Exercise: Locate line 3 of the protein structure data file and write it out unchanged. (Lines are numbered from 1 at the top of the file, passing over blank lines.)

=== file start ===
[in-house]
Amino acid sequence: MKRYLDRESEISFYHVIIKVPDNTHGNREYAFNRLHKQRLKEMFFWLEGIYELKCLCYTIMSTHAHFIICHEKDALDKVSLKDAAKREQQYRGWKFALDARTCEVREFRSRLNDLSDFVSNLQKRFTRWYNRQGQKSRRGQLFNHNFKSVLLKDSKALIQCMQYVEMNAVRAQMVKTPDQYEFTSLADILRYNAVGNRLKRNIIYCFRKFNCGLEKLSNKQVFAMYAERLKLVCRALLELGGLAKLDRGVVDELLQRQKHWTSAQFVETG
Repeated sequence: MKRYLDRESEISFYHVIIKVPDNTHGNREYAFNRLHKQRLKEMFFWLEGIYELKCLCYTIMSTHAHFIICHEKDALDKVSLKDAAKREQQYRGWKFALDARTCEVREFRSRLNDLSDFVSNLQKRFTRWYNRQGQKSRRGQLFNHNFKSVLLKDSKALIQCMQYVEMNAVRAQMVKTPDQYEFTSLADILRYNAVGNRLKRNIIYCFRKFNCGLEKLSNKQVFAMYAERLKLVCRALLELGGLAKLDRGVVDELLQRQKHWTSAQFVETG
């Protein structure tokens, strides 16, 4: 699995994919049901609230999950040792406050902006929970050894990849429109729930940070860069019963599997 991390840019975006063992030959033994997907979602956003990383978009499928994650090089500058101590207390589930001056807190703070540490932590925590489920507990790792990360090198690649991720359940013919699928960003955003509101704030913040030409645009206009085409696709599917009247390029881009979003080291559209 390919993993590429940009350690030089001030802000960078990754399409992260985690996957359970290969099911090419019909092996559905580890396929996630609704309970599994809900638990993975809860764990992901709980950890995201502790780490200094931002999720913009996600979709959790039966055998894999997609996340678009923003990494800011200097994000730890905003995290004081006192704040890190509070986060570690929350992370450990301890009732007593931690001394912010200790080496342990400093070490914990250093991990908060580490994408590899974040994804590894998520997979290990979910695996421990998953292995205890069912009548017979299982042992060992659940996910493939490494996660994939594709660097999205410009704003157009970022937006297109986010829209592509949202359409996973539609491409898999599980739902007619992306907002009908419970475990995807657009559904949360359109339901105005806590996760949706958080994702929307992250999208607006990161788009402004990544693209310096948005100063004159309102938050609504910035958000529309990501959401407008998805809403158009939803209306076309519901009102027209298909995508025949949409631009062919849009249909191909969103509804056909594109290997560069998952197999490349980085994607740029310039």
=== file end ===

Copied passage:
Repeated sequence: MKRYLDRESEISFYHVIIKVPDNTHGNREYAFNRLHKQRLKEMFFWLEGIYELKCLCYTIMSTHAHFIICHEKDALDKVSLKDAAKREQQYRGWKFALDARTCEVREFRSRLNDLSDFVSNLQKRFTRWYNRQGQKSRRGQLFNHNFKSVLLKDSKALIQCMQYVEMNAVRAQMVKTPDQYEFTSLADILRYNAVGNRLKRNIIYCFRKFNCGLEKLSNKQVFAMYAERLKLVCRALLELGGLAKLDRGVVDELLQRQKHWTSAQFVETG